True crime writing can be both exciting and daunting. Some writers in this genre suggest that you will do less writing than you may expect. Instead, your time will be spent pouring through newspaper articles, lengthy court documents that have been publicly released or obtained through Freedom of Information Act requests, and hours of interviews with suspects and witnesses.
For those who love research and journalism, aren’t put off by the sometimes gruesome facts of real cases, and can handle backlash or criticism for writing about or adapting these real events, the true crime genre can be one that is creative and financially satisfying.
Want to try this genre? Here are some things to consider first.
Choose Your Case and Angle
There are crimes being committed all around the world every day, so there is no shortage of real events to draw from. But are they interesting enough to write about?
As you investigate cases, look for things that might stand out. For example, were there secret lovers, missing money, or something particularly strange about the crime?
Once you have your case, you now have to decide how to tell the story. Maybe you want to focus on the psychology of the perpetrator. There might be something important to share about the victim. Or, perhaps, the court proceedings were abnormal, and you want to focus on how investigators manage to crack the case and get a conviction.
In true-crime writing, you can take any number of approaches. You may not know what angle to take from the start, but after reviewing all of the information, you should be able to make a decision that will be compelling.
Learn the Lingo
Take the time to sit down and learn all of the lingo. This includes the responsibilities and limitations of police, lawyers, witnesses, judges, and so on. Having this glossary of information will help you to parse all of the information so you don’t mistakenly publish something that might call into question your credibility.
If you don’t know what a term means or aren’t sure about the steps taken as part of a normal investigation, go find someone credible in the field to interview.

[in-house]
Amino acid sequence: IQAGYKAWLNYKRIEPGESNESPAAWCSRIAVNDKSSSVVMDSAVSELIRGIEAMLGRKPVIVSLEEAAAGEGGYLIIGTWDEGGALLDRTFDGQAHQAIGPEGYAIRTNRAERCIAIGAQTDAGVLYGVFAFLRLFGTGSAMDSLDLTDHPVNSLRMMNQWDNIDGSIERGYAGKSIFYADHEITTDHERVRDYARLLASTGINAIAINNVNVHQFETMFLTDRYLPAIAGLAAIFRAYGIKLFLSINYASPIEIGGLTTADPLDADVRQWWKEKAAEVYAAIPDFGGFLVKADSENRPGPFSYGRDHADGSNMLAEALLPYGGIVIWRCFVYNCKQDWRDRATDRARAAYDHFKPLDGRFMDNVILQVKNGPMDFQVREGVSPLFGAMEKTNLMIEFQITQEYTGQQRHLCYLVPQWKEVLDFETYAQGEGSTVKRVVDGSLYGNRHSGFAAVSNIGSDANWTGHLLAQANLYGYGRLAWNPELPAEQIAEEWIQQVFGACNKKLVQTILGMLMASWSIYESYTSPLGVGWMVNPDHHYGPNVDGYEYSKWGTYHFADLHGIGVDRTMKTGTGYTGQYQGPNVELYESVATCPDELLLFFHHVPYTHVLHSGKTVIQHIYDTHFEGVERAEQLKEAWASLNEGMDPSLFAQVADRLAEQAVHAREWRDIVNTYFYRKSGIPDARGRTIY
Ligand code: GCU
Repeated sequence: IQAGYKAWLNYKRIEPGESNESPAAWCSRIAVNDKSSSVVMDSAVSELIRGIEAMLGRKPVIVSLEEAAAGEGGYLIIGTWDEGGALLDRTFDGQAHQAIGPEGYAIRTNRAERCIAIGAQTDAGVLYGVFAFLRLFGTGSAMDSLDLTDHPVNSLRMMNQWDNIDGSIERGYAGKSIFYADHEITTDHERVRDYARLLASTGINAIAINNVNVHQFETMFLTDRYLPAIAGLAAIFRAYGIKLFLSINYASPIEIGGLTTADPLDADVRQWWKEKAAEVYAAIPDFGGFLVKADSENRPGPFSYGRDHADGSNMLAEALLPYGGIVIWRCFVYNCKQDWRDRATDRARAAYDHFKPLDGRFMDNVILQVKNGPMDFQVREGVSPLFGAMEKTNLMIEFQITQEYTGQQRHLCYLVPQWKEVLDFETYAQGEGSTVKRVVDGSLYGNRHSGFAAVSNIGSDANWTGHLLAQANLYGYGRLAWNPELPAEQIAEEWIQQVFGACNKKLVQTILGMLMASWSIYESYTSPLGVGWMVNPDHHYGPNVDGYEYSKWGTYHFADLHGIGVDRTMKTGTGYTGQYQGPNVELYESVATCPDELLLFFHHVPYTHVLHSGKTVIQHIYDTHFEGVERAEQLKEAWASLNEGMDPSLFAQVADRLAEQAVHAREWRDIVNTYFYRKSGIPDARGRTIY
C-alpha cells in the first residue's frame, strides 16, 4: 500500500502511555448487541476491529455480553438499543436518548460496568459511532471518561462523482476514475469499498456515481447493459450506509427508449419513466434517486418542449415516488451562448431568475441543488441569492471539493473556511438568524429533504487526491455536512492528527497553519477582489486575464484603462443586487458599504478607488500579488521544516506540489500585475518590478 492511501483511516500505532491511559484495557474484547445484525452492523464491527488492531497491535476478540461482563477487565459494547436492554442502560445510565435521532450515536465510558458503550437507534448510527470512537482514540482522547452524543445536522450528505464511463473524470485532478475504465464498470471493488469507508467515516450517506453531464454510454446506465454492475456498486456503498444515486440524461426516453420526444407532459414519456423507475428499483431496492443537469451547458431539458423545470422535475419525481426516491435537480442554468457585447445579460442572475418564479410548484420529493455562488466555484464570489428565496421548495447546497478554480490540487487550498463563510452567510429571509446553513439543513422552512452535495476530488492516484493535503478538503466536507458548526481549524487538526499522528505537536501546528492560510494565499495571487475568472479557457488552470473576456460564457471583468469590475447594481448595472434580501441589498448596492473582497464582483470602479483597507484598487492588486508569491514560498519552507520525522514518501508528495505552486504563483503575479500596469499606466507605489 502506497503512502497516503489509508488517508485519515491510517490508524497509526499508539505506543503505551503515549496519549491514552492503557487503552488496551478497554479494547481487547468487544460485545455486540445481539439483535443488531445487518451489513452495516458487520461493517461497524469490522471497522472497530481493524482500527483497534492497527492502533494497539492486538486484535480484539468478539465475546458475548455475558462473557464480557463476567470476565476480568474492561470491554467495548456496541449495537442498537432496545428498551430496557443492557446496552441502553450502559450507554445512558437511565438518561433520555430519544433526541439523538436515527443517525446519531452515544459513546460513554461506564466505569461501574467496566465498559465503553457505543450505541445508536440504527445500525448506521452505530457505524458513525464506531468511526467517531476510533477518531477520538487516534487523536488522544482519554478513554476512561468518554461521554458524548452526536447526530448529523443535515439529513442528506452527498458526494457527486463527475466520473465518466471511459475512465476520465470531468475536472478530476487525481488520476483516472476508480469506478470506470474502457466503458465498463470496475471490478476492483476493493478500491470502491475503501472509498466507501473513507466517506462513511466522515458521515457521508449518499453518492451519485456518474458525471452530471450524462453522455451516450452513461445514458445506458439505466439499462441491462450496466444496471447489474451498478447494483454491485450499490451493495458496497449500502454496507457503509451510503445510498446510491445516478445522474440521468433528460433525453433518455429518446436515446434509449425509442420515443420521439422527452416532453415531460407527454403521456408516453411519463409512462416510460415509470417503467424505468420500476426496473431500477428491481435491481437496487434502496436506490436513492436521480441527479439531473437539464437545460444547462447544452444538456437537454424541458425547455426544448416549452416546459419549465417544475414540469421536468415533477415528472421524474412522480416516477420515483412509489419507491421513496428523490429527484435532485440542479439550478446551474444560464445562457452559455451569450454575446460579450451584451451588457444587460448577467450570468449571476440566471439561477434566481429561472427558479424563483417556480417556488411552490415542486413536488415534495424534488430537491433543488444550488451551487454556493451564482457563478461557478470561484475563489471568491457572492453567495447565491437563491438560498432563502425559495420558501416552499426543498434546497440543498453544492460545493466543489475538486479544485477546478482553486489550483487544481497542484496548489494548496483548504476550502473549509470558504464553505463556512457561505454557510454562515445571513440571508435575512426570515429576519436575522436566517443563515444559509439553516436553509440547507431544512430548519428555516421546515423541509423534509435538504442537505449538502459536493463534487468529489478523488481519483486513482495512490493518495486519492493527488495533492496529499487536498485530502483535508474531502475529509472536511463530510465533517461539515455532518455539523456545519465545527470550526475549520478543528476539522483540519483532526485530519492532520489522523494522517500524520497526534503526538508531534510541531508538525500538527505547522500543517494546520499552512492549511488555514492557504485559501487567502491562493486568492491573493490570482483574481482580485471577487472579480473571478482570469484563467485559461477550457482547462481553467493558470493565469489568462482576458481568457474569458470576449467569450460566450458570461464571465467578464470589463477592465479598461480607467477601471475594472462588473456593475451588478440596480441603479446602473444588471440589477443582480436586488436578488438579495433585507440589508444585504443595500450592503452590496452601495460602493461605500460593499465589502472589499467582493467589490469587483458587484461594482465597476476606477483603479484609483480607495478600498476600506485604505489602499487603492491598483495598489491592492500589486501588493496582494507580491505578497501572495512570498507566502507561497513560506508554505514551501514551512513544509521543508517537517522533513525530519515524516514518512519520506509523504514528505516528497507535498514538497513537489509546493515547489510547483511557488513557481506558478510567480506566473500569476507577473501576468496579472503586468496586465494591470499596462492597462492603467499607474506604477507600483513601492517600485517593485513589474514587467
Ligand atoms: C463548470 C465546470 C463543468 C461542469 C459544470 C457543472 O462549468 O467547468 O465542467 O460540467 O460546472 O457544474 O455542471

Access Documents and Avoid Legal Troubles
Criminal trials are public except in specific circumstances, such as safety issues, decency concerns, and protection of sensitive information.
Otherwise, if there is space in the courtroom, you can sit and watch a court case while taking notes.
If you want access to transcripts, courtroom evidence, or other documents related to the trial, assuming no exceptional circumstances where the records are sealed, you may be able to request them.
This may require you to directly contact the court, police department or having to file a Freedom of Information Act request. To obtain court transcripts, prepare to pay several thousand dollars as each page can cost from $3 or more per page.
Finally, you may need to consult with a lawyer to learn if any material you are using is copyrighted or may put you at risk of a lawsuit related to defamation, right of publicity, and the right of privacy.
Consider Switching to Fiction
If you find yourself wanting to make any part of the story more interesting, such as changing what was said, adding crimes where there were none, or suggesting someone’s guilt when they were found innocent, you may want to switch to fiction.
When writing true-crime fiction, you can use all of your previous research, real names, dates, and even locations, so long as you don’t claim that the story you are telling is true.
This, however, does not prevent someone who was involved in the case from filing a lawsuit against you. It is a complex issue that you should learn more about to avoid problems in the future.
Remember Your Humanity
You will be writing about real people who lived these events. Beyond the events of the crime, the people involved often have to relive the events over and over during the investigation and court case. When the case is closed, many people want to move on.
By writing about the case and publishing it, you may be bringing new attention to the people involved.
On a similar note, remember to give a voice to the victims and find depth in the story. Don’t just write a story about murder or assault. Likewise, it may be tempting to focus on the perpetrator of a crime, but that can result in the writer making the victim a plot point or object that gives life to your subject – this can come across as exploitative and simply in bad taste.
Take a Break
Some people may find that investing months or years of their life in investigating a particular crime is harmful mentally.
Make sure that you maintain your health, stay social, and find hobbies that can bring positivity into the world.